I am not a big Facebook person, but I do monitor many stager’s groups to keep a finger on the pulse of our industry. I am a longtime staging/redesign certification trainer and it’s my job to stay ahead of the curve in our fairly young universe.
One burning question that seems to come up again and again is, “What do you have on your contract concerning…?” It could be a question about the pet policy, the de-staging notice, the heating and air requirement, the liability disclaimer. What if your agent is fired? What if he/she makes a decision the homeowner doesn’t know about? So many opportunities for disaster.
It’s surprising to me that trained stagers would need to ask questions about contracts. I know there are untrained stagers out there because I meet them frequently. They take my classes. There are no government regulations for our industry so it’s like the Wild, Wild West out there.
If you are new or it’s been a long time since you attended a certification class, LISTEN UP!! Here are some things to think about if you are unsure about what you need on your contract. Certainly, have an attorney help you with legal verbiage. But here goes…
Obviously, you need – Date, Name, Property Address, Phone, Email, Current Address, (if vacant), Access or LockBox Code
List exactly what will happen, rooms that will be staged, when the lease will end and what happens if it needs to be extended.
Terms must indicate:
Tell them the deposit amount required to put them on the schedule and when the balance is due, whether you take checks, CC, PPal
They must have the home cleaned and ready. No major repairs can be done after staging.
Nothing should be moved or removed without permission.
Tell them that candles cannot be lit or linens used.
Also, get permission to put hangers in the wall. Owner must touch up after removal.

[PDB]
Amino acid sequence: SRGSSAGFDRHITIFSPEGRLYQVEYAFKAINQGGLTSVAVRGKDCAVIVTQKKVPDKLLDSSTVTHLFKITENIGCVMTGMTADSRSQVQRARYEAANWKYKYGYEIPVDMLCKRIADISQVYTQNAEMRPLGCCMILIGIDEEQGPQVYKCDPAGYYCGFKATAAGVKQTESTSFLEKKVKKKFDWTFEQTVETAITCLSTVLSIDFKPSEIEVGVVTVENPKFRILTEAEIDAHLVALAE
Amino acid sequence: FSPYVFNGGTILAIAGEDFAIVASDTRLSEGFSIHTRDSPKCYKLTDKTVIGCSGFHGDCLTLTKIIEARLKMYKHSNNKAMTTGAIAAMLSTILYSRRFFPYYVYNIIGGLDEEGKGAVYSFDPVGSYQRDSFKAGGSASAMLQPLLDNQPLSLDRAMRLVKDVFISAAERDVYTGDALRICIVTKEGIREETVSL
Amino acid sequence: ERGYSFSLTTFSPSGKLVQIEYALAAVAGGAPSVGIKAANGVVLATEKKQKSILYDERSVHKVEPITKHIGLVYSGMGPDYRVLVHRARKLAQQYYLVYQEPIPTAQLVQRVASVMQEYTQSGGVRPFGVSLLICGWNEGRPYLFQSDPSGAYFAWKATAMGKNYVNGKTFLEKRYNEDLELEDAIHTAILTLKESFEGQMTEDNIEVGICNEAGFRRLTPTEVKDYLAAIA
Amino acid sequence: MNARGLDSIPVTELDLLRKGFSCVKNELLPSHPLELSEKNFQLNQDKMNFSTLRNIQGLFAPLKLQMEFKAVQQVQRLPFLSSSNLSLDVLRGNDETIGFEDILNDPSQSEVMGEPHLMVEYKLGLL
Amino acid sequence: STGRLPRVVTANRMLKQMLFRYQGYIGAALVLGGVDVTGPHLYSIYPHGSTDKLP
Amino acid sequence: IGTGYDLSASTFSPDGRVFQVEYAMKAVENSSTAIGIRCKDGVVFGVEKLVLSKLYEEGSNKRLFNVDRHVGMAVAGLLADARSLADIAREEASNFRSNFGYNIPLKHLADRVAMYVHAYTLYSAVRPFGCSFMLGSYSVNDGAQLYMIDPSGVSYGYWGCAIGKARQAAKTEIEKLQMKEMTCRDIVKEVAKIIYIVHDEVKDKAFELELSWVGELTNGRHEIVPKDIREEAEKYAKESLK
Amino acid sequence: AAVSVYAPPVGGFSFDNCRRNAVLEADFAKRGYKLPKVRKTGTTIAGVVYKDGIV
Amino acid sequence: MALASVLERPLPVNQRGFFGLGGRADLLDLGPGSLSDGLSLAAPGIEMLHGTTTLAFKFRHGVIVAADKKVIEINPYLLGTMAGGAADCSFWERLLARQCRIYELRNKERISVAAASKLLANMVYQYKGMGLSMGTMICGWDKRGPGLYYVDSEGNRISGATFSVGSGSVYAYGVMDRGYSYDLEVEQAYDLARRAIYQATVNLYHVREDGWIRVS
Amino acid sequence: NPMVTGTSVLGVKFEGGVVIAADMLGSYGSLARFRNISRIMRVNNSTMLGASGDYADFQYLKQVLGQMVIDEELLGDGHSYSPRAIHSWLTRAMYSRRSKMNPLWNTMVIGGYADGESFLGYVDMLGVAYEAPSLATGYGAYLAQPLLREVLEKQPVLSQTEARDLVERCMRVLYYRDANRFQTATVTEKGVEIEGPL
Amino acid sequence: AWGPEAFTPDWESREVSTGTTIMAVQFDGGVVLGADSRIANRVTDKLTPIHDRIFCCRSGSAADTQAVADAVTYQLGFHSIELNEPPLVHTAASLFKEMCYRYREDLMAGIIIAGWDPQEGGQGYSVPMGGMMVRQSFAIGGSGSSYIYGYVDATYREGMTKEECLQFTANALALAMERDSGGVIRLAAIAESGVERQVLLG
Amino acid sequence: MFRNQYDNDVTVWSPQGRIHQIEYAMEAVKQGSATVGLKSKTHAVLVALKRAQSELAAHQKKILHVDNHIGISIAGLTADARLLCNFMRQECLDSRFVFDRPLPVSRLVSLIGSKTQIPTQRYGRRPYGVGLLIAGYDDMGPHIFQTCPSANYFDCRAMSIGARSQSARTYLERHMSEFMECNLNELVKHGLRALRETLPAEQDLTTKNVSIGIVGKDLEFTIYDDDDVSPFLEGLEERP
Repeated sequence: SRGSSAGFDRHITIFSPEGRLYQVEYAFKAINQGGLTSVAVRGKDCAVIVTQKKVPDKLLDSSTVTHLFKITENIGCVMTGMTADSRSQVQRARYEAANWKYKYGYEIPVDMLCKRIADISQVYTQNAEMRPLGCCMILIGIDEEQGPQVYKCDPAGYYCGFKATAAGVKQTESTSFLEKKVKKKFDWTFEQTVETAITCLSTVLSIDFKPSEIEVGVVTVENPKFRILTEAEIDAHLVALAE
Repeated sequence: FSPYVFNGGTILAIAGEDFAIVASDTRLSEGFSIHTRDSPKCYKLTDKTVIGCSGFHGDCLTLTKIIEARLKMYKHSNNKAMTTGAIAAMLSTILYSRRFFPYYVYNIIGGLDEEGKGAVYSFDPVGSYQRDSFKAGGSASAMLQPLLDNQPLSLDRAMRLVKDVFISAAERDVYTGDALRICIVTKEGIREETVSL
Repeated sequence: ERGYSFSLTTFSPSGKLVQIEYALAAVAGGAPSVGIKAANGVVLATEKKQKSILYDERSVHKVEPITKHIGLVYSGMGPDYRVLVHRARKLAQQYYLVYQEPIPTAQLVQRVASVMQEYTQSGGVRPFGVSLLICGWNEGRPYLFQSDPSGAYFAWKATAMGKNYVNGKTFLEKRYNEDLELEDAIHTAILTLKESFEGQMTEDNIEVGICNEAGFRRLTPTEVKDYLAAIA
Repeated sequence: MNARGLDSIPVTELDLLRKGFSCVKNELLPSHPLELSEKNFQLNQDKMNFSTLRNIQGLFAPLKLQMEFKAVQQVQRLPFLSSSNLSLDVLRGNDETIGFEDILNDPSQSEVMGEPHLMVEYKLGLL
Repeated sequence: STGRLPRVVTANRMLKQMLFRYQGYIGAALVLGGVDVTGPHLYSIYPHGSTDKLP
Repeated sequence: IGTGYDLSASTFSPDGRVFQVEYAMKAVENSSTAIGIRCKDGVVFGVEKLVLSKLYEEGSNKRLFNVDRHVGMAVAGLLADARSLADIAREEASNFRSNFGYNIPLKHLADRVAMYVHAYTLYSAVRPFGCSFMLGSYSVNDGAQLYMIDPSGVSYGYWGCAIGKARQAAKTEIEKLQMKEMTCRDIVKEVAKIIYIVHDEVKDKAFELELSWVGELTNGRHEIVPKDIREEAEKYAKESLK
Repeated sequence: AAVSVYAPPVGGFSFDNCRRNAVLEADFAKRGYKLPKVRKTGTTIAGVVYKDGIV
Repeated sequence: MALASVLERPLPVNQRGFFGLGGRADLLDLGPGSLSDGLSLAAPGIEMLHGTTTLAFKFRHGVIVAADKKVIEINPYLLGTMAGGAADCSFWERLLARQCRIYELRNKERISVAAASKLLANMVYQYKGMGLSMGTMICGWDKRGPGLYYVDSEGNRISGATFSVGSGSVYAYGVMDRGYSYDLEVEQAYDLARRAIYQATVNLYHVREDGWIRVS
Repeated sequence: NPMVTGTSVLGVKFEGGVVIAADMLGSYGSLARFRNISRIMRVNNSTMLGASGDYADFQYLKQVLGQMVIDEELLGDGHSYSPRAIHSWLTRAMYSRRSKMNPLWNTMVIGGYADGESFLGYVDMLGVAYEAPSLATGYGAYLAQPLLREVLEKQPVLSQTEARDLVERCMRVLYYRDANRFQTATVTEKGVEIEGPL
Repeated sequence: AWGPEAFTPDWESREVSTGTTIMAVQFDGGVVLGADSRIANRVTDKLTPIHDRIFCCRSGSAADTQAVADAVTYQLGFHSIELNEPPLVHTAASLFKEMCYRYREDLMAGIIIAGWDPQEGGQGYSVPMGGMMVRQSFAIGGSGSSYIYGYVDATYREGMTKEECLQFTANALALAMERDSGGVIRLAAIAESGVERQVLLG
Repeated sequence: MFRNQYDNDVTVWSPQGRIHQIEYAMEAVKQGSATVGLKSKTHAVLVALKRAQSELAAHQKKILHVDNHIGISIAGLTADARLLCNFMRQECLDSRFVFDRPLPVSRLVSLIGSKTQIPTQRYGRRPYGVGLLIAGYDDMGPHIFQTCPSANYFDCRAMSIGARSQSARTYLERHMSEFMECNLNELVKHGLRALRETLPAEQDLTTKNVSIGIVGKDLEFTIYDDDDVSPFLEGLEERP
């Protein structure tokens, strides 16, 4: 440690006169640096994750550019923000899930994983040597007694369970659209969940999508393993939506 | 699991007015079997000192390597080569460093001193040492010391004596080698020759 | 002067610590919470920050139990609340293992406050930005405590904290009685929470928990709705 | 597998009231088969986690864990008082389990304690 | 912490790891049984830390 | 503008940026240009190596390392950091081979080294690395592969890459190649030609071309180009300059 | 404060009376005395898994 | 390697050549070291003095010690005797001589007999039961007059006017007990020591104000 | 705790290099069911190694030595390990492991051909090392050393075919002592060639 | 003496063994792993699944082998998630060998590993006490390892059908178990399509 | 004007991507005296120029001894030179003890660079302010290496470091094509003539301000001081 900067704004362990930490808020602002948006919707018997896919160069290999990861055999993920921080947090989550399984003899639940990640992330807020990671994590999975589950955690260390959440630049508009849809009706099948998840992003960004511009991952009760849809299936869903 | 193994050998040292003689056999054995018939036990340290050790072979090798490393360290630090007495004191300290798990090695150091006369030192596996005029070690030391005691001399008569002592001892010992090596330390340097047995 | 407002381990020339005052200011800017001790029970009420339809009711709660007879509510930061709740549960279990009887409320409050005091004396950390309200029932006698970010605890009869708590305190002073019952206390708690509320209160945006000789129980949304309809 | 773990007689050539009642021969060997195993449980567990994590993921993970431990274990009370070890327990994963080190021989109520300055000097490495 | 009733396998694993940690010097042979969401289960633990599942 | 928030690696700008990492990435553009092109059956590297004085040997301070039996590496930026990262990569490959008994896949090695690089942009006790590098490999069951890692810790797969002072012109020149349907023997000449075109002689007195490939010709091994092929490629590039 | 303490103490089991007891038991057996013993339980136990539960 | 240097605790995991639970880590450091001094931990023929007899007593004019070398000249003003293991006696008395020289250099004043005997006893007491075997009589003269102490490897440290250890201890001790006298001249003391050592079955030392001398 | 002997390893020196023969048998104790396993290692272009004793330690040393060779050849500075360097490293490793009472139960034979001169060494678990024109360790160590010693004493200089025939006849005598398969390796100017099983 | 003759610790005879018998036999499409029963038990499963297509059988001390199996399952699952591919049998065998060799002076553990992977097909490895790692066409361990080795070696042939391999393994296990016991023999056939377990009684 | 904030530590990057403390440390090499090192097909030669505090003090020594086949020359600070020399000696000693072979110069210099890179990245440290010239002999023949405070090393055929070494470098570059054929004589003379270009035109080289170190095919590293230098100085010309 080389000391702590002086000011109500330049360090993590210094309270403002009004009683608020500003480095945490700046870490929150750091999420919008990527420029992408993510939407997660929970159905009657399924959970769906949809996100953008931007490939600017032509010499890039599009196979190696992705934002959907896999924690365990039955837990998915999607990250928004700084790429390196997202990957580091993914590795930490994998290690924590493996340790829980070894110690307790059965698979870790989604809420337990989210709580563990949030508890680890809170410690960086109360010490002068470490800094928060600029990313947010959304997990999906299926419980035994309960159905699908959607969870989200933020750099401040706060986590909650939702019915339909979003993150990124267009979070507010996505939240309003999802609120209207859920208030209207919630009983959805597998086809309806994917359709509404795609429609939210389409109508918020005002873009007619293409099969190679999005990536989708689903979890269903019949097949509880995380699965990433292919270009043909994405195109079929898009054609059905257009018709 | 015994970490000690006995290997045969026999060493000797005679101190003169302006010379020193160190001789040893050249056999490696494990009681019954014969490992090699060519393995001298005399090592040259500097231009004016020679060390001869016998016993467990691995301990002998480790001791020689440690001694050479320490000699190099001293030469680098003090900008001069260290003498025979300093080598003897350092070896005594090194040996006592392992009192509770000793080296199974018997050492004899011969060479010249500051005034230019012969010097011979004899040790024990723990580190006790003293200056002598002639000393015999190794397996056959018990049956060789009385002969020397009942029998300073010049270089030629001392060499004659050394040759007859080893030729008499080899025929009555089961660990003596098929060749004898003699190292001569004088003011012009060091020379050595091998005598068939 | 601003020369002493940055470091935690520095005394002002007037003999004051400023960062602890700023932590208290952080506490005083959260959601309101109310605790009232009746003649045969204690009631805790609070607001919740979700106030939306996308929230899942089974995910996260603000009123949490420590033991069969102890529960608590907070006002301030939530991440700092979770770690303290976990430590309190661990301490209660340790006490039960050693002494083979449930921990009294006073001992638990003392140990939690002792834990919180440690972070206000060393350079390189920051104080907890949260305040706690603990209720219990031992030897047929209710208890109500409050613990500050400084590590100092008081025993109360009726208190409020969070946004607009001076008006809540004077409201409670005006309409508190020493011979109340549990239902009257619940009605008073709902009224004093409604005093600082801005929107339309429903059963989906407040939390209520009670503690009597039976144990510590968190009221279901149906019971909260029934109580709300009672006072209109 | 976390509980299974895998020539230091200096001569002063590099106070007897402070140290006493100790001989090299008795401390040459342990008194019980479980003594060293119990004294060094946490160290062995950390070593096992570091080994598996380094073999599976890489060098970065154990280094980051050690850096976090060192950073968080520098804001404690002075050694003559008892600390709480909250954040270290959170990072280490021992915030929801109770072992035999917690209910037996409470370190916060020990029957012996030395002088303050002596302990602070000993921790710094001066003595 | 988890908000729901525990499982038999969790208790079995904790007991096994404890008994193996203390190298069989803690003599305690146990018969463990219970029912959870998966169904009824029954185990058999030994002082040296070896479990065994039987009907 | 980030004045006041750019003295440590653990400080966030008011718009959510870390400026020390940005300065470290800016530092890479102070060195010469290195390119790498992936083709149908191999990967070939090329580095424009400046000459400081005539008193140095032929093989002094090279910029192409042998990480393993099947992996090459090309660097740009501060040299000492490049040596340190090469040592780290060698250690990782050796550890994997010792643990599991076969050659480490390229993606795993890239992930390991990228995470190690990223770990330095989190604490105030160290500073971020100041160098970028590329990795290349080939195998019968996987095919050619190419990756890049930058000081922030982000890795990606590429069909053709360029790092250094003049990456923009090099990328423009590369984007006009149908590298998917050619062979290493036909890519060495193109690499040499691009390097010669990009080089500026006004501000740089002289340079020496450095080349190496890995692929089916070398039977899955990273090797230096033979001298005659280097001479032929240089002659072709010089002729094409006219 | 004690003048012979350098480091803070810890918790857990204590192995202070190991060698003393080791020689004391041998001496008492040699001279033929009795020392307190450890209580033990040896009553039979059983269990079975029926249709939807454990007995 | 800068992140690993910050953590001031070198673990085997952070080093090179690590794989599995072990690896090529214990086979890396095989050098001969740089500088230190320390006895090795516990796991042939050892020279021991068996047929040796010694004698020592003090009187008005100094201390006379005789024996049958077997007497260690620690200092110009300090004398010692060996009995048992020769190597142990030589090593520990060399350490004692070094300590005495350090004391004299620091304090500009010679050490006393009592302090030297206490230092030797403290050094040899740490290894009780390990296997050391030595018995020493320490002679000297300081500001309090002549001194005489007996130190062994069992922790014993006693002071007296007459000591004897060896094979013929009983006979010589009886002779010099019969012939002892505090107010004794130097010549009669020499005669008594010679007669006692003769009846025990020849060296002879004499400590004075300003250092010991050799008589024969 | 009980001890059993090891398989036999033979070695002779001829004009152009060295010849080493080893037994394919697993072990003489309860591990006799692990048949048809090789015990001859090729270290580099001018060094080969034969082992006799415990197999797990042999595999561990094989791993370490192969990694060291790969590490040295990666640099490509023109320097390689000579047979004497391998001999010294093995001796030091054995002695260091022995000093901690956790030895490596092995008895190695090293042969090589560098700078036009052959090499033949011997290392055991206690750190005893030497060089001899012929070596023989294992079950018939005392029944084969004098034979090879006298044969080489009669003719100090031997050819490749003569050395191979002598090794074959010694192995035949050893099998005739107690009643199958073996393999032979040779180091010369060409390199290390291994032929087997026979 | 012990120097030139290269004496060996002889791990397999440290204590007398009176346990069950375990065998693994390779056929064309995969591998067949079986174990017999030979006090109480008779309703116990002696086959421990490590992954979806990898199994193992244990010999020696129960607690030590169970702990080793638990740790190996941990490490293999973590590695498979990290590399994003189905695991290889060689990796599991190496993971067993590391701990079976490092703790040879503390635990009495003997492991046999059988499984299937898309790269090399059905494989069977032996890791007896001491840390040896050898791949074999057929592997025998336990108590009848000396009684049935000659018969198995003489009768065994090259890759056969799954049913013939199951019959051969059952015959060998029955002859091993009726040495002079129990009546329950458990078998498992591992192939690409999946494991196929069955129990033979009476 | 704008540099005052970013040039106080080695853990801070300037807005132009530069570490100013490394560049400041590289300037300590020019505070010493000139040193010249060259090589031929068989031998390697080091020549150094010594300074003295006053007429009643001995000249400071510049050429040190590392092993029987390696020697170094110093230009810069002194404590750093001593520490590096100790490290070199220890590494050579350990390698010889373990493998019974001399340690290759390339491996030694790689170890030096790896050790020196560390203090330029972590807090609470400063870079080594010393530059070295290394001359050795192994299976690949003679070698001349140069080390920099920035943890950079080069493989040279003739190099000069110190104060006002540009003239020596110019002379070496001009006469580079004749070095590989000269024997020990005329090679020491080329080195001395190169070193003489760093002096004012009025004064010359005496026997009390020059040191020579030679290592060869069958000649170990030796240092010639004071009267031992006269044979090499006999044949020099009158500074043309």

Tell them that you are certified, insured and your team is trained.
You must ask permission to photograph the rooms and use them in your advertising.
You actually need to insist that there is heating, air and running water. I also insist on a knob and a lock on the exterior doors. We sometimes stage flips in unreliable neighborhoods.
No showings should be scheduled on staging day (unless you will finish early).
You must state that the staging day can be rescheduled because of inclement weather. Hurricane Irma put all of Florida in a holding pattern for almost a week in 2017.
The homeowner or agent must provide access to the property. Yes, this needs to be in writing.
State that the style choices are specific to the demographic and may not be their particular taste. We reserve the right to choose what is used.
The agent has permission to make decisions on behalf of the homeowner. __initials__
If the agent is released, the contract is still in force. The contract is in force until destaging.
We need 5 to 7 days notice to terminate the contract or reschedule the appointment. A fine is customary for the inconvenience if they cannot meet this requirement.
We need 5 to 7 days notice to destage.
Both parties agree to hold the other harmless. Any liability is limited to the cost of the staging job.
The homeowner has the right to enter into the contract. (no divorce disputes about ownership of the house)
These are the foundation of our basic vacant contract. The legal language should be written out by an attorney in your state. Additional terms will be needed to customize for different situations. Sometime the contract can be long, depending on the complexity. Our contract for occupied homes is quite different.
Next time, we will visit the liability waiver and unique contract or LOA (Letter of Agreement) used for redesign.
I hope we shed some light on this topic for anyone who thinks that home staging can be a hobby. Protecting your interests is serious business. Consider taking our very reasonable, sale-priced online class to get the benefit of about 28 forms and contracts that you absolutely need. The terms and critical language are spelled out for you in graphic detail. Click on Online Class in the Navigation Bar.
Till next time…